Arosa Lenzerheide is a big Swiss ski resort, in eastern Switzerland, between Laax to the west, and Davos to the east. Lenzerheide’s ski region is vast, with three unique areas surrounding the Heidsee Lake, connected by 43 modern lifts around the two ski regions of Lenzerheide and Arosa. Families will love the sun soaked trails on Arosa and Lenzerheide’s west aspect, and expert skiers will find steep north facing terrain on the highest Rothorn peak at 2,865 meters, 9,400’. Arosa connected with Lenzerheide in 2014 with the amazing Urdenbahn tram – a super fast (3-minute) marvelous peak to peak ride, a top ski lift in the world, so it’s easy to access all the terrain.
With a week in Lenzerheide, you can ski 225 kilometers of prepared slopes, and a big 4,000’ vertical top to bottom. On the Heimberg, ski your World Cup run from the official start gate, the timer ticks down, you get the sensation of cowbells and crazy Swiss ski racing fans cheering. This steep run, #24 and 25, is also called the Silvano Beltrametti for the top Swiss racer who lives in Lenzerheide, more on him later.
Lenzerheide’s east facing Scalottas, Lavoz and Statzerhorn slopes get morning sun on dozens of great groomed trails with amazing view across the valley to the Rothorn – all part of your ticket. We loved the Early Bird Sunday special – first tracks starting at 6:30am, and a first glimpse of the sunrise over the Rothorn and the Alps, followed by a sinfully sumptuous buffet at the Alp Statz lodge starting at 8, long before the public is out on the slopes.
Arosa is also great for the morning sunshine and offers a plethora of intermediate trails. Arosa has more lodging, while the Lenzerheide side has more ski trails – but it’s easy to ski back and forth on the 150-passenger 3-minute tram.
The Prada area to the far west of Lenzerheide is very family friendly with moderately pitched less busy slopes, ski school and learning area, and the modern Panoramic gondola that returns you to Statzerhorn (the main east side of Lenzerheide).
A highlight of Lenzerheide is the on mountain chalets and huts, over 40, and the views of a thousand peaks (not sure about a thousand but with stunning vistas like that, who’s counting). Lenzerheide’s Nordic trails are impressive, and the sledding looks super-fast and fun riding traditional wooden sleds on groomed trails within the ski area. In the village of Lenzerheide, there are several chic ski shops like Pesko and Jet Set, nice restaurants and hotels like Kurhaus and Schwiezerhof Hotel.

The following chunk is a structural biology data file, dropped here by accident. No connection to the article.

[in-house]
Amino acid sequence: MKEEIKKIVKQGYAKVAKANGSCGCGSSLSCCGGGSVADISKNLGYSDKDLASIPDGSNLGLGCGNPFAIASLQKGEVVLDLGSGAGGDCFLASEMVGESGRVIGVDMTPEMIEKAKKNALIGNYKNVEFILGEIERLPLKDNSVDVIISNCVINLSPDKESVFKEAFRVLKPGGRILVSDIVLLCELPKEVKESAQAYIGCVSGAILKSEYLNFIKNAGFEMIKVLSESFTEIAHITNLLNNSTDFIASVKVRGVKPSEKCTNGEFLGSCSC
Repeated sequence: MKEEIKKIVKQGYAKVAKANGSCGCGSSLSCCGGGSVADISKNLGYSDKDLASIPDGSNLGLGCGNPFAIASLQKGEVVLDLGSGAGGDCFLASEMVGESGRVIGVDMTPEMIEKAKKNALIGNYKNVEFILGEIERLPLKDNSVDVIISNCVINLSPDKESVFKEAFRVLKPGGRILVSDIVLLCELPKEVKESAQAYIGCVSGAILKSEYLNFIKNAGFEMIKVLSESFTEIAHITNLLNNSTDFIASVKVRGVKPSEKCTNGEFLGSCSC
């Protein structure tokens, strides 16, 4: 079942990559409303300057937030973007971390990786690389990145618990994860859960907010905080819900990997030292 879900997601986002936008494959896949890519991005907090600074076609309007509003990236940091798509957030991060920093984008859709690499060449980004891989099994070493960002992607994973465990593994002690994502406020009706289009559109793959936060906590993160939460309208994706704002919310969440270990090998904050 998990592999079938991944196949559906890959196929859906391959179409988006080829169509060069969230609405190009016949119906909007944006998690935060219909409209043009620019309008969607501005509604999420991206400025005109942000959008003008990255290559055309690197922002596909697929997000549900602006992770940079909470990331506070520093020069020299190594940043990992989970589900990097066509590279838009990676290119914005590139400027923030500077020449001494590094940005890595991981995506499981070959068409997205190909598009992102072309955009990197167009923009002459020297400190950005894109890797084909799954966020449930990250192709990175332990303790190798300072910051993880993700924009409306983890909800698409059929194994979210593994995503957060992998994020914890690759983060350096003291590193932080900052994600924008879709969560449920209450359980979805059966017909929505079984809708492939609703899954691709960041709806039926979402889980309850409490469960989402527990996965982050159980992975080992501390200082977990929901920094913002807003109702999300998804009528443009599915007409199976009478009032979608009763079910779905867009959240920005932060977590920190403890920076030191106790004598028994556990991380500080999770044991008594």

Arosa Lenzerheide does get busy on weekends and during family vacations. Party goers and music lovers will be sure to want to check out Lenzerheide’s “Live is Life” event in early April for spring skiing and live bands performing all over the mountain.
Where to stay at Lenzerheide
Berggasthaus Crest’ota is an authentic alpine bed and breakfast chalet, family-operated, right on the slopes, truly ski in ski out. The simple guest rooms above the restaurant have mountain views, and the Crest’ota staff is super friendly, especially the brother sister team Jean Carlo & Andrea. This is THE place for aprés ski at Lenzerheide daily, with music on weekends on the outdoor terrace, and in evenings their popular restaurant serves fondue and local specialties.
Revier is ideal for millennials and minimalists, with its no-fuss, mod vibe. No room keys, no reception desk, just a code to your door, the ski room, your bill at the self-check kiosk in the efficient “cool” lobby. Revier “gang members” (staff – I guess their super hip) are available if you need help at the bar and restaurant – which is the social hub of the hotel. Our “cabin” was Xtra large but still minimal with just a king bed set against a grand picture window overlooking the lake, The Heidsee, a great view, just no place to sit, except bed, a few shelves & hooks. If you’ve stayed at a Yotel or CitizenM you get the drift. Revier is steps to the gondola, moderate in price, and the location and lake view can’t be beat.
Lenzerheide on mountain dining
Berghotel Tgantieni is a beautiful chalet at Lenzerheide’s Scalottas area, you can dine outside on the sun soaked wood deck, or in the posh dining room. Tgantieni is owned by Swiss ski racer Silvano Beltrametti, considered the greatest Swiss racer til his World Cup downhill crash at Val D’Isère in 2001. Silvano is now the host at this magnificent spot, made us the most delicious cappuccino with a smiley face from the confines of his wheelchair, a paraplegic since his ski injury.
Motta Hutte is a spectacular mountain lodge atop Lenzerheide’s Motta six-pack chair. This lodge cost $9 million, so reserve ahead, and marvel at the unique log design inside by the fire, don’t miss the wine & cigar room with the most expensive collection in ski country. Outside Motta’s bar stools are draped with sheep skin, tables offer waiter service, and couches can be reserved to sip cocktails in the sun.
Panorama Restaurant atop The Rothorn is well named for its spectacular 360 views at 2,985 meters. Costumed waiters serve a classic menu of Rösti, schnitzel, local meats and cheeses, gnocchi, soups and salads.
Crest’ota is an authentic lunch or après ski spot, lovely food, a wonderful outdoor deck and bar. Its the chalet right on the slopes, by the Dieschen T Bar and slope #21c. Crest’Ota is THE place for aprés ski, with Day Parties most Saturdays at 2pm with a DJ or live music, Glühwein and dancing. Kids can play in the snow or continue skiing laps on the T Bar while parents party.
Spoina Hut we hear has excellent traditional Swiss food, but the owner is very “selective”, doesn’t like kids or dogs, and maybe not Anglophones either as they hung up when we asked for reservations.
Arosa Lenzerheide Ski stats
Arosa Lenzerheide web site
225 km of prepared slopes
Elevations of 1,229 – 2,865 m, 9,400’ summit, 4,000’ vertical
40 on mountain chalets
Near Laax, Obersaxen, Brigels, Savognin in Surselva, and Davos ski resorts, 140 km to Zurich